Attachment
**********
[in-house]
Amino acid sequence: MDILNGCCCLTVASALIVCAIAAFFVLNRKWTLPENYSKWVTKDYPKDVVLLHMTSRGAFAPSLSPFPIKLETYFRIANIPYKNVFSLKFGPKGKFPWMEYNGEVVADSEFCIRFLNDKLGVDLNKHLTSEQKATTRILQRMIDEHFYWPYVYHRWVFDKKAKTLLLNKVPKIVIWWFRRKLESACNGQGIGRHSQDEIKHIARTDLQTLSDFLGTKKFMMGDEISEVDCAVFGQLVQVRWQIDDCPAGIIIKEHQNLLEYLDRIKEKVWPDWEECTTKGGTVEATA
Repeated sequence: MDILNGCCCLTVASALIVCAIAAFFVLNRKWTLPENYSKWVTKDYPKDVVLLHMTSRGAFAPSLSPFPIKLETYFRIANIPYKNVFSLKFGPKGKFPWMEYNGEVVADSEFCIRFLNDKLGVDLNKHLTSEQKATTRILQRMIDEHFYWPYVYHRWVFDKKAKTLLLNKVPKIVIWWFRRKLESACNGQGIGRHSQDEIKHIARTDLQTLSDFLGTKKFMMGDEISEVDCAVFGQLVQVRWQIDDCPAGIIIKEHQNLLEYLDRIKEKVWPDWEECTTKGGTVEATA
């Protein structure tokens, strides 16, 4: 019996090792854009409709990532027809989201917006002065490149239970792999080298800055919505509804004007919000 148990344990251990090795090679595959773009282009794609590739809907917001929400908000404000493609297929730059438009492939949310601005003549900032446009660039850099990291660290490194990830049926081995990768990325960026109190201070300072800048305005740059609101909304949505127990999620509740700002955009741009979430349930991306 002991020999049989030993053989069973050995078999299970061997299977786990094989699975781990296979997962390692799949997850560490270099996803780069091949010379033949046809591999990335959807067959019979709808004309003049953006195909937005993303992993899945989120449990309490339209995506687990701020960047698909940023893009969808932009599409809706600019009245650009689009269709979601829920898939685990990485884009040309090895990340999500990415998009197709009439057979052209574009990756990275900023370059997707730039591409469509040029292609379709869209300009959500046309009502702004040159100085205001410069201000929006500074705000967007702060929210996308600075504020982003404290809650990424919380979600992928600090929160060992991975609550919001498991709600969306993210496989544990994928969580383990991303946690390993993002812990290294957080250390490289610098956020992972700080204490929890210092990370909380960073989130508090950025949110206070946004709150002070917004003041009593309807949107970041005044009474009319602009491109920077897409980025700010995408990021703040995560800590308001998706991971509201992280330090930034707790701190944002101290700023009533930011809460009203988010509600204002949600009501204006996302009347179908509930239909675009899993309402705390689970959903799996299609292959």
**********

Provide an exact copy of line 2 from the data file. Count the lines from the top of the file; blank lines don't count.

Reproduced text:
Amino acid sequence: MDILNGCCCLTVASALIVCAIAAFFVLNRKWTLPENYSKWVTKDYPKDVVLLHMTSRGAFAPSLSPFPIKLETYFRIANIPYKNVFSLKFGPKGKFPWMEYNGEVVADSEFCIRFLNDKLGVDLNKHLTSEQKATTRILQRMIDEHFYWPYVYHRWVFDKKAKTLLLNKVPKIVIWWFRRKLESACNGQGIGRHSQDEIKHIARTDLQTLSDFLGTKKFMMGDEISEVDCAVFGQLVQVRWQIDDCPAGIIIKEHQNLLEYLDRIKEKVWPDWEECTTKGGTVEATA